Open-Source Intelligence October 2021
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The increasing accessibility of data promises to enable new opportunities for both enterprises and individuals and to create new complexities in big‑data markets, global statecraft, and intelligence. The transparency that open‑source intelligence (OSINT) brings about may transform knowledge work and drive the emergence of new data‑integrity and data-privacy risks. OSINT promises to empower researchers, data analysts, activists, and hobbyists with data that were previously difficult to access and to inspire new tools for managing and analyzing data. End users' ability to transform disparate forms of public data into actionable data will likely determine the impact that OSINT has on private industry and the world at large.
The public availability of data from networked sensors, satellites, cameras, and other sources is helping to enable open‑source data ecosystems that are accessible to a range of end users. For example, nongovernment organization Human Rights Watch (New York, New York) has analyzed environmental satellite imagery to document destruction of villages and ethnic cleansing in Myanmar. In a similar vein, investigative group Bellingcat (Stichting Bellingcat; Amsterdam, Netherlands) used satellite imagery, photographs, and basic mathematics to demonstrate Russia's role in the Malaysia Airlines Berhad (Khazanah Nasional Berhad; Kuala Lumpur, Malaysia) Flight 17 crash in Ukraine in 2014.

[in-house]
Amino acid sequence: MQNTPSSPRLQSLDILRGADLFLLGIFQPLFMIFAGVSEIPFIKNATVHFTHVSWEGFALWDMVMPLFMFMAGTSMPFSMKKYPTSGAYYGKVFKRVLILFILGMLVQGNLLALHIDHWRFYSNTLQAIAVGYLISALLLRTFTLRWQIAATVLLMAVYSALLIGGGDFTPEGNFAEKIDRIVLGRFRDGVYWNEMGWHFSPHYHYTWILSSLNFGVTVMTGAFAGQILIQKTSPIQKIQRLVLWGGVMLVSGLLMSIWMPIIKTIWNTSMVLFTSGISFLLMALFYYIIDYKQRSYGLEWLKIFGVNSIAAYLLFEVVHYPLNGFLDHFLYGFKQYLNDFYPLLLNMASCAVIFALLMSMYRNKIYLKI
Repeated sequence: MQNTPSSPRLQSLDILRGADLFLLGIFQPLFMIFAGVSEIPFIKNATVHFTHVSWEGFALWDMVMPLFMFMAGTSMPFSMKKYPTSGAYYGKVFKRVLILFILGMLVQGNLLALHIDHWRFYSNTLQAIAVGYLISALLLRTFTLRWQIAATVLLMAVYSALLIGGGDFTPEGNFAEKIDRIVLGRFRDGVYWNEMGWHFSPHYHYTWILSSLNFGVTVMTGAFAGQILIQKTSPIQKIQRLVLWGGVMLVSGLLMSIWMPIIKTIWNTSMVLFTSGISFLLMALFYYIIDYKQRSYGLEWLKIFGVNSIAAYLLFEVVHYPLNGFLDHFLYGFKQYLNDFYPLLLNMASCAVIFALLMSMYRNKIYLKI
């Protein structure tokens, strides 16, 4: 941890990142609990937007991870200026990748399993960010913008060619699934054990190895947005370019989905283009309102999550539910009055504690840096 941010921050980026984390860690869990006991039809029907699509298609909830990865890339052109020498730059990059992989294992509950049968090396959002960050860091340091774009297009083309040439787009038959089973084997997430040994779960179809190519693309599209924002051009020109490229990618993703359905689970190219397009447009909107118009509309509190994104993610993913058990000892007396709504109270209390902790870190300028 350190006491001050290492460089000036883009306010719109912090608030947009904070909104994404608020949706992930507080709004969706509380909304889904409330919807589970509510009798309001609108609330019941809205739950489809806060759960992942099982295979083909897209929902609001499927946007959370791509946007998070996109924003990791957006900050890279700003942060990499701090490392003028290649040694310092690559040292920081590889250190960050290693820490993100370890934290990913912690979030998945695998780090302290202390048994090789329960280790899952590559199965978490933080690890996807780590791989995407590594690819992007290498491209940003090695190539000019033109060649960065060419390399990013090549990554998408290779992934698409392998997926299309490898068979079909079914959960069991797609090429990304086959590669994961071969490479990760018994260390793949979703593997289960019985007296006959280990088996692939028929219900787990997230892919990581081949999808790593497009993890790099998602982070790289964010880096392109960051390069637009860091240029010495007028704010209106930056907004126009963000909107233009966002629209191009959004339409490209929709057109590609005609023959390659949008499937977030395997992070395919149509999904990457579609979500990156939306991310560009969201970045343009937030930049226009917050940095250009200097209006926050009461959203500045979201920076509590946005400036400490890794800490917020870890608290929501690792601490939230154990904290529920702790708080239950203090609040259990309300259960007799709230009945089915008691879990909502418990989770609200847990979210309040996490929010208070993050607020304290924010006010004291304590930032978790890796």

Large companies are also leveraging large open‑source data repositories to establish new revenue streams. Hedge funds regularly make use of sentiment on social media to monitor investment opportunities and track corporate flights to predict mergers and acquisitions. At a larger scale, data brokerages share and sell large volumes of sensitive data to enterprises and governments. Indeed, a recent report by Justin Sherman, a Cyber Policy Fellow at the Duke University (Durham, North Carolina) Sanford School of Public Policy's Technology Policy Lab, shows that ten major US‑based data brokers—including Acxiom (The Interpublic Group of Companies; New York, New York), LexisNexis (RELX; London, England), and Nielsen Holdings (New York, New York)—advertise sensitive demographic data and personal information about, for example, political alignment, banking, health care, and consumer behavior. In addition, the report notes that people-search websites enable anyone to search public records and uncover people's home addresses, phone numbers, and personal associations.
Open-source data platforms continue to emerge, enabling greater transparency in various industries and providing general users with powerful tools. For example, data platform Quiver Quantitative (Quiver Quantitative; Spring Green, Wisconsin) provides retail investors with free access to data that established hedge funds and banks have ready access to. Platform users can analyze investing sentiment on social media, political officials' trading activities, corporate flight records, and government contract activities. Although many existing data platforms are behind paywalls, new publicly available data platforms may emerge.